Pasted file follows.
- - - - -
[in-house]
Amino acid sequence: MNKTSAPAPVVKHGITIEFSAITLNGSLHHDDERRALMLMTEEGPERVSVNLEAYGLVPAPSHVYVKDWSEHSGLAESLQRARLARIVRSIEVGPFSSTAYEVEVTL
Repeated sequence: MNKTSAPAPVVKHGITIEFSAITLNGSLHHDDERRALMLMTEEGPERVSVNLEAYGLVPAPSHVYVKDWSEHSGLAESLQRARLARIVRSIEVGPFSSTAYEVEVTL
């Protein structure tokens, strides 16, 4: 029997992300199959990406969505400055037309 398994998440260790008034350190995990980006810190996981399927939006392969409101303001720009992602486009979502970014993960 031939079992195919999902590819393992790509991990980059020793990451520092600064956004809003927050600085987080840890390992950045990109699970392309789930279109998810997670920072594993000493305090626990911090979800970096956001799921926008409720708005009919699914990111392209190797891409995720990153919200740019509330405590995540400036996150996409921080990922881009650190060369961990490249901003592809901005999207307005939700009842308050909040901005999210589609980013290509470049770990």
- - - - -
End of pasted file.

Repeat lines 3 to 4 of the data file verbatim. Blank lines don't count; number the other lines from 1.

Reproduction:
Repeated sequence: MNKTSAPAPVVKHGITIEFSAITLNGSLHHDDERRALMLMTEEGPERVSVNLEAYGLVPAPSHVYVKDWSEHSGLAESLQRARLARIVRSIEVGPFSSTAYEVEVTL
């Protein structure tokens, strides 16, 4: 029997992300199959990406969505400055037309 398994998440260790008034350190995990980006810190996981399927939006392969409101303001720009992602486009979502970014993960 031939079992195919999902590819393992790509991990980059020793990451520092600064956004809003927050600085987080840890390992950045990109699970392309789930279109998810997670920072594993000493305090626990911090979800970096956001799921926008409720708005009919699914990111392209190797891409995720990153919200740019509330405590995540400036996150996409921080990922881009650190060369961990490249901003592809901005999207307005939700009842308050909040901005999210589609980013290509470049770990």